Steve Hillage

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STEVE HILLAGE is an electric guitar player, who started off playing electric blues, in the style of the young Eric Clapton. His solos were called "paint blistering" by fellow musicians. In the course of his musical career, he developped his own recognisable brand of playing, spiced up by lots of echo and delay, sometimes playing "canon" with himself. In some of his solos, Hillage started playing a phrase, and the exact echo fell in a few seconds (or fractions thereof) later, making it a phrase in two (and often more) voices. His style of playing won him much acclaim, especially during live-sets.

Steve Hillage is the only direct link from rock music (in his case progressive or space-rock) to the ambient house (or techno) scene.


Steve Hillage was born on August 2, 1951 in England.

He played in his first band, Uriel, from 1967 to 1968, with bassist Mont Campbell, drummer Clive Brooks, and organist Dave Stewart (who later became the bearded half of the Eurhythmics, famous in the 1980's).

In 1968 Hillage left for university to study history and philosophy. During his three years at Kent University, Hillage was silent (musically), except for some jamming with others, but afterwards, his musical odyssey began.

In 1971, Hillage teamed up again with Dave Stewart in the band Kahn, and recorded a (prog-rock) album, released in 1972 and titled "Space Shanty". Kahn split up soon afterwards.

Kahn has been described by British critics as "an obscure footnote of early-70's British art-rock", and part of the "Canterbury school of British prog-rock" (visit the Canterbury Music Family Tree for more information).


After the split, Hillage played and toured with Kevin Ayers (ex-Soft Machine), and joined the band Gong. Gong was started in the late 60's by another ex-Soft Machine member, Daevid Allen (a "beatnik" already well-known as "beat-poet"), and his wife Gilli Smyth, with an ever-changing line-up of musicians (a phenomenon which has made its comeback in the techno-scene and with bands like Massive Attack).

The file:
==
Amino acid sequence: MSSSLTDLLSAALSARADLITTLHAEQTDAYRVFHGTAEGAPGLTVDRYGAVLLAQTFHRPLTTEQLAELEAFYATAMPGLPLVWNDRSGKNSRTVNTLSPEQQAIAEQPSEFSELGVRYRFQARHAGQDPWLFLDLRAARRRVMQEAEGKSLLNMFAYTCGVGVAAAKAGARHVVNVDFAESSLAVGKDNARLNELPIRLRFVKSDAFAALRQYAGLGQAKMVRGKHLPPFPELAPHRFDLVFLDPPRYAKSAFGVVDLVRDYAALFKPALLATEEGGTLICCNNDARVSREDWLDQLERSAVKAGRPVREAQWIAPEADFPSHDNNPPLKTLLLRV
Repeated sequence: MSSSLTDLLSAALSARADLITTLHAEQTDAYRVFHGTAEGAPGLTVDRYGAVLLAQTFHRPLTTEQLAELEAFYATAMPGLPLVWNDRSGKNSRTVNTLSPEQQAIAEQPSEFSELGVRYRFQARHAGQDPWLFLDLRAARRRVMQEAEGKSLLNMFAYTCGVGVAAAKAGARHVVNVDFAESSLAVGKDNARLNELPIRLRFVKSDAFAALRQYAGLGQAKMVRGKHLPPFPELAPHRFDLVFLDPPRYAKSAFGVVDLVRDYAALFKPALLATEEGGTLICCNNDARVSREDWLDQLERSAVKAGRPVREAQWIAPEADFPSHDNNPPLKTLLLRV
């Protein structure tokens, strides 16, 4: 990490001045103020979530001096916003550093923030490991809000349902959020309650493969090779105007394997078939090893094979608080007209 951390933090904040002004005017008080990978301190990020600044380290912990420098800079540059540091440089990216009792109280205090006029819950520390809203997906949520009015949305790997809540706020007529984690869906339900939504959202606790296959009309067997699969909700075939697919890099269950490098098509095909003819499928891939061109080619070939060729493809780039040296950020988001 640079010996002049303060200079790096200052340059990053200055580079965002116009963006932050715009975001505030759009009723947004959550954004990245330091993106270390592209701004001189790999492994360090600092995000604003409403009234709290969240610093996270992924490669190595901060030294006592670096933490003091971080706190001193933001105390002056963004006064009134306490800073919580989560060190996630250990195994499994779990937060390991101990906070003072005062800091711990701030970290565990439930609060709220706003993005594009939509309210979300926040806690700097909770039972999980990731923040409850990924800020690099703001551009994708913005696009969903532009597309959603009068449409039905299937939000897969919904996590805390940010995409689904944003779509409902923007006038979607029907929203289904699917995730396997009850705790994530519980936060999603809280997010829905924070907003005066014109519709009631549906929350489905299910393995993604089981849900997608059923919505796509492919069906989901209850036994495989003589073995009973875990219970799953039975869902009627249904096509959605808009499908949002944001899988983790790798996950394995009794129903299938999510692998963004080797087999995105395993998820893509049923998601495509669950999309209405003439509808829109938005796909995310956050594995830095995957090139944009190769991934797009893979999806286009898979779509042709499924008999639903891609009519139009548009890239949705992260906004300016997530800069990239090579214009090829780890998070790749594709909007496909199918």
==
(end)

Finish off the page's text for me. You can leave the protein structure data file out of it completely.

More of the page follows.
Gong, which incidentally was the first band ever to use lasers in its lightshow, has been the host to some great musicians, including Gary Wright (does anyone remember "Dream Weaver"?), Robert Wyatt (again ex-Soft Machine, later a brilliant solo artist, although paralysed due to a drunken accident) and Mike Oldfield (who made his debut with Kevin Ayers, and later became famous for "Tubular Bells", which was finished in 1971, but only released in 1973, and was used as the soundtrack for the film-version of "The Exorcist". Steve Hillage played in the first live performances of "Tubular Bells".).

Gong created its own mythology in its songs. The songs tell stories about the peaceful Planet Gong, where Radio Gnomes, Octave Doctors and Pot Head Pixies live. Steve Hillage joined during the recordings of three seperate albums about the earthling Zero the Hero, who finds the Planet Gong and gets educated in its mystical philosophy in order to convert Earth (these albums are later called the "Radio Gnome Invisible Trilogy", consisting of "Flying Teapot", "Angel's Egg" and "You").

It was during his time with Gong that Hillage developped his own special style, and became famous for it.

After "You", Hillage left the band, and so did Allen and Smyth (the original founders).